NEW YORK — Gerrit Cole threw a baseball for the first time in four weeks Monday. He threw it 25 times from 60 feet. He noted 22 of the 25 tosses hit his target.

The catch session, the first of three scheduled this week, represented an important checkpoint in Cole’s recovery from nerve inflammation in his right elbow that will sideline him at least until late May. That’s a better outlook than a few of his peers across the majors.

Cole is one of several prominent pitchers to sustain a major arm injury since teams reported for spring training in February. The recent surge was unnerving enough for Tony Clark, the Major League Baseball Players Association executive director, to release a statement Saturday blaming the increase in elbow injuries on the pitch clock. Major League Baseball responded with its own statement, without attribution, dismissing Clark’s thesis that day, pointing to the rise of pitcher injuries in recent decades, long before the pitch clock was enforced.

For 20 minutes Monday, Cole, the reigning American League Cy Young Award winner, addressed the surge of injuries and the ensuing exchange between the parties, saying he was “disheartened” by the back-and-forth.

“I’m just frustrated it’s a combative issue,” he said. “It’s like, ‘OK, we have divorced parents and the child’s misbehaving and we can’t get on the same page to get the child to behave.’ Not that the players are misbehaving, but we have an issue here and we need to get on the same page to at least try and fix it.”

In the meantime, numerous pitchers are dealing with similar injuries.

Across the clubhouse from Cole on Monday was Jonathan Loaisiga, diagnosed with a torn ulnar collateral ligament in his elbow. He said he is tentatively scheduled to undergo season-ending surgery next weekend.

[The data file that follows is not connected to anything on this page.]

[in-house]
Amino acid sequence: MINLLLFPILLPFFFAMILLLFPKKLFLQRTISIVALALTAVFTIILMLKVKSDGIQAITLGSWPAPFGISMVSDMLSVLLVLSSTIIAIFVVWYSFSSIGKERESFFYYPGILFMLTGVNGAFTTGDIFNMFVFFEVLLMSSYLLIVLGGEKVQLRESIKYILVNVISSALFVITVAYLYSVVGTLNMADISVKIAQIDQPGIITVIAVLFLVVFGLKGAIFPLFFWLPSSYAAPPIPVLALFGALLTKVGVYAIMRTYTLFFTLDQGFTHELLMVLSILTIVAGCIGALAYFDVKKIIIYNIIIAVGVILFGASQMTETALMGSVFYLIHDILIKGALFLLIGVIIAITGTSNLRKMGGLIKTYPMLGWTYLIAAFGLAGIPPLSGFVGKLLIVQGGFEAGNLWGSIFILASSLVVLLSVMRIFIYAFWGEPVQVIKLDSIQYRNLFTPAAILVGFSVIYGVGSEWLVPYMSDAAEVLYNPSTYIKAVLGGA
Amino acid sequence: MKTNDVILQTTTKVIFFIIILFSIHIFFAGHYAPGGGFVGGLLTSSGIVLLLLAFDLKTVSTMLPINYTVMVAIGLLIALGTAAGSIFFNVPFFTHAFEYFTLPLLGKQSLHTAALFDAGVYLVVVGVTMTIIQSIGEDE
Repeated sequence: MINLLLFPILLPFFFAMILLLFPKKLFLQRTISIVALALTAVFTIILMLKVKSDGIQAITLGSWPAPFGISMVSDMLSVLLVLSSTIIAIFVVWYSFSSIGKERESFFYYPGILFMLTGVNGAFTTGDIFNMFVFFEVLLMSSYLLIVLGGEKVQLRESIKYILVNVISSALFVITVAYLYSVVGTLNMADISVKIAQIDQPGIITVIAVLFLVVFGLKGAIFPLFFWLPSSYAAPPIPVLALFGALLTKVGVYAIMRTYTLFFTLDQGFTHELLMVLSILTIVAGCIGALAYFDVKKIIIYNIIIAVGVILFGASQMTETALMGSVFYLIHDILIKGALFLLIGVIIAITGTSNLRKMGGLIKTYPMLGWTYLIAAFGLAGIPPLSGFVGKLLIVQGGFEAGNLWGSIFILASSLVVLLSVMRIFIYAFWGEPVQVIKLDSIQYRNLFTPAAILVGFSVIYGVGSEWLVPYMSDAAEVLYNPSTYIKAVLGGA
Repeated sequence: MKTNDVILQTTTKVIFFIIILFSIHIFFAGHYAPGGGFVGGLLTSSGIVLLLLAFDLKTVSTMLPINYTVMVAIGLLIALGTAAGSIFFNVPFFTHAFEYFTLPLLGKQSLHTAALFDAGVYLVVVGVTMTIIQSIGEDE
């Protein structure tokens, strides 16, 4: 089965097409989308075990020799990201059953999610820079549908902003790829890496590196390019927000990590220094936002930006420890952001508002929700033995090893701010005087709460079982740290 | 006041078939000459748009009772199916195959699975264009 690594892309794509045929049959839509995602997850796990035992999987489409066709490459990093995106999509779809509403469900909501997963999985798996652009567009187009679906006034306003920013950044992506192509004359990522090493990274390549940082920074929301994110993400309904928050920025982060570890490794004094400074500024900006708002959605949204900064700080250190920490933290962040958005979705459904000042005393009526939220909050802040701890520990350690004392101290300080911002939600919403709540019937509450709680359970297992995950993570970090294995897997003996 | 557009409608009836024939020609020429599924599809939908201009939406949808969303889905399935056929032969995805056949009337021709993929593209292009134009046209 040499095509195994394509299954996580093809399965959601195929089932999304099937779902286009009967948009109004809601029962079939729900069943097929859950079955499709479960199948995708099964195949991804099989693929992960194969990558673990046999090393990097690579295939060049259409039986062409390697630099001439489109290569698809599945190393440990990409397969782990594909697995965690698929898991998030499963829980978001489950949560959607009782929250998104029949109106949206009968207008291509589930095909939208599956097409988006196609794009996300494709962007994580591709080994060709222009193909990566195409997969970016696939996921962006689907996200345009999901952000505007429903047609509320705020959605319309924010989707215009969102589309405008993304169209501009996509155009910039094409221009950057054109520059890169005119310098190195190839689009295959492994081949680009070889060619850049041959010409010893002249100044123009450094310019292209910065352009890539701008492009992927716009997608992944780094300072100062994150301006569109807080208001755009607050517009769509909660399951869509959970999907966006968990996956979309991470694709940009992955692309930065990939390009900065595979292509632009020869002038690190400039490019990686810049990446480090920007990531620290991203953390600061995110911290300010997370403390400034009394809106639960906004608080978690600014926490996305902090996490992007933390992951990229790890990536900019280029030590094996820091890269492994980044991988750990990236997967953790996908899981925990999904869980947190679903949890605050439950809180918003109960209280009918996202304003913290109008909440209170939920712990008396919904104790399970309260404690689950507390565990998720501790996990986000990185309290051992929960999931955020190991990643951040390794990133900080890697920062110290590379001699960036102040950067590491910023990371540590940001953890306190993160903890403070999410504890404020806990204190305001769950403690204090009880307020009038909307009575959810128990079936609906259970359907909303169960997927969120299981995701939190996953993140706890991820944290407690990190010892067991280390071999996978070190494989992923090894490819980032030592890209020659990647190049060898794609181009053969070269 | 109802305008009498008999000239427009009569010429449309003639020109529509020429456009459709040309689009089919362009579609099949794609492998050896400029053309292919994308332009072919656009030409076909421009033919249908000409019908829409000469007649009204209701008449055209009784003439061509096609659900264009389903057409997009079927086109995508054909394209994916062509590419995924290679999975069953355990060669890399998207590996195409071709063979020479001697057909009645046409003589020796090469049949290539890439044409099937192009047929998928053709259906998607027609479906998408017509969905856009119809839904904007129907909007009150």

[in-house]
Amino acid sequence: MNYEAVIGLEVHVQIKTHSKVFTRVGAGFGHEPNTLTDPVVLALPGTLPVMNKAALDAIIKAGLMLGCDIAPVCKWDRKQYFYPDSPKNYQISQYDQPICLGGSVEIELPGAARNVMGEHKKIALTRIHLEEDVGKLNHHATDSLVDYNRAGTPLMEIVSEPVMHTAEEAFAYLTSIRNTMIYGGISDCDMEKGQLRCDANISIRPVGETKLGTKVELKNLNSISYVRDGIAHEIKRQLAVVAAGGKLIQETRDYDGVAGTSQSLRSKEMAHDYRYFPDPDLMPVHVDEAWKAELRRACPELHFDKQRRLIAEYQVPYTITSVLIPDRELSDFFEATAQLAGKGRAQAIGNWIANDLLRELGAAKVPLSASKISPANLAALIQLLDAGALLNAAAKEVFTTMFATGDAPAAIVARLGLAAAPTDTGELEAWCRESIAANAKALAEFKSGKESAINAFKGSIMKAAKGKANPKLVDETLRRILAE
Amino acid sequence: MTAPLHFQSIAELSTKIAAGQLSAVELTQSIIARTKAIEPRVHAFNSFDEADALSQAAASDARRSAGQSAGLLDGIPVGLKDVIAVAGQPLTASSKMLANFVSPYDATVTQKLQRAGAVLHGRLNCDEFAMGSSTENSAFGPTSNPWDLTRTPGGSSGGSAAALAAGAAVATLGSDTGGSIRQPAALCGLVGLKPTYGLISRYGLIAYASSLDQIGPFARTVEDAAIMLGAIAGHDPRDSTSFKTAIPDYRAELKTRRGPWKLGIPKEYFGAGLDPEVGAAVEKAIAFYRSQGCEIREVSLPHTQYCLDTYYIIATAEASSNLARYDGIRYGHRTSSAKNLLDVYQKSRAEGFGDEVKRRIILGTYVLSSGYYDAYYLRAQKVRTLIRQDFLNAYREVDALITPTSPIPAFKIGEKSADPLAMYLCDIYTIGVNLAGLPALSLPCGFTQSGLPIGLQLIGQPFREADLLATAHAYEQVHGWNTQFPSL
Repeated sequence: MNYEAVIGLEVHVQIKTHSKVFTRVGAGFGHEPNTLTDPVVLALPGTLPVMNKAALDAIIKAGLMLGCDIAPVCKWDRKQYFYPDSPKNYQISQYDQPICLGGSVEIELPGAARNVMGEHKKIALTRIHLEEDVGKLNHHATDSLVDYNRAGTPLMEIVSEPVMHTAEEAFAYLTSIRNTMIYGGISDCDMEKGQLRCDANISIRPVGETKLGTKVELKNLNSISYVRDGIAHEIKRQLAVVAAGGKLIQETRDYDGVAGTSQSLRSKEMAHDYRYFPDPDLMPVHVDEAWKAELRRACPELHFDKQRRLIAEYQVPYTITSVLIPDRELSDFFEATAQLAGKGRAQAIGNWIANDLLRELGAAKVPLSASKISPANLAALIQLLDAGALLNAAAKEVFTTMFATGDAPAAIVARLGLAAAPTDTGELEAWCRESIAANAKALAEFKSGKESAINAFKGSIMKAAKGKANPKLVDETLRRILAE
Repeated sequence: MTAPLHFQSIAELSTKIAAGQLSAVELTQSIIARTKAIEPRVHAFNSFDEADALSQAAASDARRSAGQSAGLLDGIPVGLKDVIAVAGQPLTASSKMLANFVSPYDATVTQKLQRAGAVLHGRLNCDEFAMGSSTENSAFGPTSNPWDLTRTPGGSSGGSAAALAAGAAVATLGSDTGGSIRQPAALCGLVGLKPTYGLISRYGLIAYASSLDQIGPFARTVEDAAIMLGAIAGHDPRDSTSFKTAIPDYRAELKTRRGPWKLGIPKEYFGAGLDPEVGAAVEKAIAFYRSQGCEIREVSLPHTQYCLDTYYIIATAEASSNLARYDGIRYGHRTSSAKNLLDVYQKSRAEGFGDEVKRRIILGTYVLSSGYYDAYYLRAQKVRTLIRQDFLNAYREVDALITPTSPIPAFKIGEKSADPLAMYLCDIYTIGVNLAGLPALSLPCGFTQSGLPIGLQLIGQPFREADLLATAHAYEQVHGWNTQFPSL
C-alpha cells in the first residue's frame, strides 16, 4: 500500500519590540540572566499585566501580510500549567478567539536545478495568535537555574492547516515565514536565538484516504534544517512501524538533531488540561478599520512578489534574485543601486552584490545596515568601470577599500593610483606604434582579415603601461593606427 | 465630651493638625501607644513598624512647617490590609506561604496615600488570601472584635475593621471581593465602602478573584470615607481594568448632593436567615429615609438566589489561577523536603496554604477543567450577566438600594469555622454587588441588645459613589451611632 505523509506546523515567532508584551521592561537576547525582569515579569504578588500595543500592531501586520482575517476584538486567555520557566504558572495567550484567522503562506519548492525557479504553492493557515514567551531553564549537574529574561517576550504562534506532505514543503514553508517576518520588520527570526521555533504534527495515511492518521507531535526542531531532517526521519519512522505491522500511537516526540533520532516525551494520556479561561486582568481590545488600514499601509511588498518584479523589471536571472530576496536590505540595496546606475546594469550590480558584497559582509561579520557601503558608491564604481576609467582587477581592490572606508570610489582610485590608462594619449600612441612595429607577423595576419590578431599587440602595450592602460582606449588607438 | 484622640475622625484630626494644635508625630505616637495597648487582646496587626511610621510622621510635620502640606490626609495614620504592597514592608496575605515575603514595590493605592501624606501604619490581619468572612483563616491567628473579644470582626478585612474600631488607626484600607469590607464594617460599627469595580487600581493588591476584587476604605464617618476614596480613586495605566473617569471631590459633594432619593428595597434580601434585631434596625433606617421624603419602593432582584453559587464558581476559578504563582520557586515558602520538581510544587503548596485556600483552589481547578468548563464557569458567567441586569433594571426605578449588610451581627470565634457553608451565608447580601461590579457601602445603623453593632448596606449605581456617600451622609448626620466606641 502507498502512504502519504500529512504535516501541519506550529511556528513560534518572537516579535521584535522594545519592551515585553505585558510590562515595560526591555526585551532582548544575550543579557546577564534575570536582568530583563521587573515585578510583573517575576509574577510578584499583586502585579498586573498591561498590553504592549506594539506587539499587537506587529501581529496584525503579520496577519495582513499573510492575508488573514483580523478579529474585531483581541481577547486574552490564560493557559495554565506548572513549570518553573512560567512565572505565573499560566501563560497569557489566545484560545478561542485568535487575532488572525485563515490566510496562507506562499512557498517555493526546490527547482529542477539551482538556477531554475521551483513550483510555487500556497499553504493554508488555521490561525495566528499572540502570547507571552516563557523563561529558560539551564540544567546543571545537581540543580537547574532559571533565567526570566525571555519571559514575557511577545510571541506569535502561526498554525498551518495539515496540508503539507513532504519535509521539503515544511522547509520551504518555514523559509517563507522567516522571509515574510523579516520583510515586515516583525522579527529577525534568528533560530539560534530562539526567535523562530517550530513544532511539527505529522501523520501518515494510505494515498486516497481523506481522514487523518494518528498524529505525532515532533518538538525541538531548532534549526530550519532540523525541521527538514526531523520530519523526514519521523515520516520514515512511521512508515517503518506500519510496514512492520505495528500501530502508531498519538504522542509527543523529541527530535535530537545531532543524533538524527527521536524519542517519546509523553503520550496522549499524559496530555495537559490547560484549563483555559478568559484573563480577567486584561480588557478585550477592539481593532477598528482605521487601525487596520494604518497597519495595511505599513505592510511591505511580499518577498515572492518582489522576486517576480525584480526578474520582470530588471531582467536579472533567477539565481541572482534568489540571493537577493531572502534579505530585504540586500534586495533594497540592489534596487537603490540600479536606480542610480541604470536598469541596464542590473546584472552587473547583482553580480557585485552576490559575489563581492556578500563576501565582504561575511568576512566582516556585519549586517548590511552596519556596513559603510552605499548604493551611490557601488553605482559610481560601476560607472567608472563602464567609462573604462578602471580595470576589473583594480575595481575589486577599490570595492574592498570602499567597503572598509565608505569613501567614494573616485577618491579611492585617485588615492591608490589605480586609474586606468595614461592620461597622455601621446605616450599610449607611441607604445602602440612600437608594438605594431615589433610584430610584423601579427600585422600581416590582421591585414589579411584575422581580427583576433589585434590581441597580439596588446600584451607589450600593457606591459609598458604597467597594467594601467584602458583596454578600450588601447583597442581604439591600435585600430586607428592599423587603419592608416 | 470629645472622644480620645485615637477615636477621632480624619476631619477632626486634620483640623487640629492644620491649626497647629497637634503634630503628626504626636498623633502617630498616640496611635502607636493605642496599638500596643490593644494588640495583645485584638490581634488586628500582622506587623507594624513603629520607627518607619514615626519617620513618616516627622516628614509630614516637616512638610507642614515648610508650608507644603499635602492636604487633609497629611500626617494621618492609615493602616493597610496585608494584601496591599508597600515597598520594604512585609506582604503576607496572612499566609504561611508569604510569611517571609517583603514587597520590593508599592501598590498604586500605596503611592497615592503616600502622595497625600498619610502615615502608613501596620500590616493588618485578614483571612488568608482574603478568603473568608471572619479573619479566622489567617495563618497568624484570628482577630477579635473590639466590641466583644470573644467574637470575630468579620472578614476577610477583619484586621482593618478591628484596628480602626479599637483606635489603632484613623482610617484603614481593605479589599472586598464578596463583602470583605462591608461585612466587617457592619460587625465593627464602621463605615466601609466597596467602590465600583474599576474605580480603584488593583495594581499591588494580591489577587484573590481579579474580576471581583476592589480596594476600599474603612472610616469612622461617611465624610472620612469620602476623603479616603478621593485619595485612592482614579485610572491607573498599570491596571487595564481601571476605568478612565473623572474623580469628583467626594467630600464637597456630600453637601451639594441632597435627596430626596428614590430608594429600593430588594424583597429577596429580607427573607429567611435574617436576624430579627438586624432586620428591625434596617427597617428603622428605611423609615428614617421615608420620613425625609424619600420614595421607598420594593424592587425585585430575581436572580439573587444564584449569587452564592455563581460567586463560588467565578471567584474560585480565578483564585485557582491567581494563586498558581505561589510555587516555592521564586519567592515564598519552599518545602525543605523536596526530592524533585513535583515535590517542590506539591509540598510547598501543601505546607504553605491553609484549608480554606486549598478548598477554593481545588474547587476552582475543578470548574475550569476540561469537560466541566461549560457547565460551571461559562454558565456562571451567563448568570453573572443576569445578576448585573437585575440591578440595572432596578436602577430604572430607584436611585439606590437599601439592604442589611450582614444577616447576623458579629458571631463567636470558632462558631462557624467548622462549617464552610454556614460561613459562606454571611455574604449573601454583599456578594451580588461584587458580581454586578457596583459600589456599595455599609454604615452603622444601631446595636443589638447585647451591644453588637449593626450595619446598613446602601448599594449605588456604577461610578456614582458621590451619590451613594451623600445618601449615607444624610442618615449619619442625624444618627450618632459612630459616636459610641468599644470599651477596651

Across the field were the Miami Marlins, the team perhaps hardest hit by pitcher injuries. Last week, the club announced 21-year-old Eury Perez, one of the sport’s top young pitchers, will undergo Tommy John surgery. He joined fellow starters Sandy Alcantara (elbow), Edward Cabrera (shoulder) and Braxton Garrett (shoulder) on the Marlins’ injured list.

In addition to Perez, Guardians ace Shane Bieber found out he needed Tommy John surgery, and an MRI revealed structural damage in Braves ace Spencer Strider‘s elbow over the weekend. They joined a list of players out with significant arm injuries that includes Shohei Ohtani, Jacob deGrom, Robbie Ray, Shane McClanahan, Walker Buehler, Lucas Giolito and Dustin May, among others.

Cole said he didn’t have any solutions for the problem but contended MLB’s assertion — that the pitch clock isn’t a factor in the injuries — after one season of implementation is “shortsighted.”

“We are going to really understand the effects of … The pitch clock maybe five years down the road,” Cole said. “But to dismiss it out of hand, I didn’t think that was helpful to the situation. I think the players are obviously the most important aspect of this industry and this product. And the care of the players should be of utmost importance to both sides.”

Cole, 33, recalled “a couple of situations” early last season when he was caught off guard by fatigue. He said he believes the pitch clock was the reason, but he was “able to handle it.” Fellow Yankees right-hander Clarke Schmidt said the clock is a factor.

“I think it can play a factor for sure,” Schmidt said. “I think when you’re having a high-stress inning and it’s like that thing seems like it’s almost zero seconds every single time when there’s runners on base and you’re rushing to get back. So it definitely plays a factor.”

Cole argued the pitch clock is just one variable introduced in recent years that could have negatively impacted pitchers. He noted the shortened ramp-ups before the 2020 and 2022 seasons, the crackdown on pitchers using foreign substances for grip and the industry’s relentless arms race to throw harder and spin the ball more than ever as other possible elements.

“I think it’s just irresponsible for either side to say any one of those things definitely has no impact on pitchers’ elbows or shoulders,” Cole said. “That’s not helpful.”